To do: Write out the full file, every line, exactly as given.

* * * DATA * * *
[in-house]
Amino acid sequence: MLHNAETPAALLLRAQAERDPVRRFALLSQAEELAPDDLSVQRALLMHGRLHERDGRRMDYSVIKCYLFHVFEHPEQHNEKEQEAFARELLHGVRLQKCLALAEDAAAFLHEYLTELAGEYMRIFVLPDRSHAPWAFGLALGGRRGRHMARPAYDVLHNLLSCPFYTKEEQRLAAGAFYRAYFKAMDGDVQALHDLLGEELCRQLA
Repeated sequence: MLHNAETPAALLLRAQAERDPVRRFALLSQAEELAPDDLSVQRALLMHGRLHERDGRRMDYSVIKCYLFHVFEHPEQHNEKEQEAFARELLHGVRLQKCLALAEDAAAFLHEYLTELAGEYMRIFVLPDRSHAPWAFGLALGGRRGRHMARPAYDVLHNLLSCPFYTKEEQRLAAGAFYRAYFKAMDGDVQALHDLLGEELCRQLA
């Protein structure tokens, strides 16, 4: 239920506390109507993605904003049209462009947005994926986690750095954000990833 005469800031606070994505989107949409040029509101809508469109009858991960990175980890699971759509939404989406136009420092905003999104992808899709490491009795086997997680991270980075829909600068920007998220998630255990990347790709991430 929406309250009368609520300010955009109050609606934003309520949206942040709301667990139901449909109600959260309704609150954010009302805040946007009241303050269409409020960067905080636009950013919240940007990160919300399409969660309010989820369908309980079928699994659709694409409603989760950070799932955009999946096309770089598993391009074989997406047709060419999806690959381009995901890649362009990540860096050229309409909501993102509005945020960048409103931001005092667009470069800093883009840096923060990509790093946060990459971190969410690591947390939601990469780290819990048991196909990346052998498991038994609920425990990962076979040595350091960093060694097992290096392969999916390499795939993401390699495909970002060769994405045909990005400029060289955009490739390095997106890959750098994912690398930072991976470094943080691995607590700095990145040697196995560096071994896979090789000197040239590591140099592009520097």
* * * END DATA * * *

[in-house]
Amino acid sequence: MLHNAETPAALLLRAQAERDPVRRFALLSQAEELAPDDLSVQRALLMHGRLHERDGRRMDYSVIKCYLFHVFEHPEQHNEKEQEAFARELLHGVRLQKCLALAEDAAAFLHEYLTELAGEYMRIFVLPDRSHAPWAFGLALGGRRGRHMARPAYDVLHNLLSCPFYTKEEQRLAAGAFYRAYFKAMDGDVQALHDLLGEELCRQLA
Repeated sequence: MLHNAETPAALLLRAQAERDPVRRFALLSQAEELAPDDLSVQRALLMHGRLHERDGRRMDYSVIKCYLFHVFEHPEQHNEKEQEAFARELLHGVRLQKCLALAEDAAAFLHEYLTELAGEYMRIFVLPDRSHAPWAFGLALGGRRGRHMARPAYDVLHNLLSCPFYTKEEQRLAAGAFYRAYFKAMDGDVQALHDLLGEELCRQLA
């Protein structure tokens, strides 16, 4: 239920506390109507993605904003049209462009947005994926986690750095954000990833 005469800031606070994505989107949409040029509101809508469109009858991960990175980890699971759509939404989406136009420092905003999104992808899709490491009795086997997680991270980075829909600068920007998220998630255990990347790709991430 929406309250009368609520300010955009109050609606934003309520949206942040709301667990139901449909109600959260309704609150954010009302805040946007009241303050269409409020960067905080636009950013919240940007990160919300399409969660309010989820369908309980079928699994659709694409409603989760950070799932955009999946096309770089598993391009074989997406047709060419999806690959381009995901890649362009990540860096050229309409909501993102509005945020960048409103931001005092667009470069800093883009840096923060990509790093946060990459971190969410690591947390939601990469780290819990048991196909990346052998498991038994609920425990990962076979040595350091960093060694097992290096392969999916390499795939993401390699495909970002060769994405045909990005400029060289955009490739390095997106890959750098994912690398930072991976470094943080691995607590700095990145040697196995560096071994896979090789000197040239590591140099592009520097």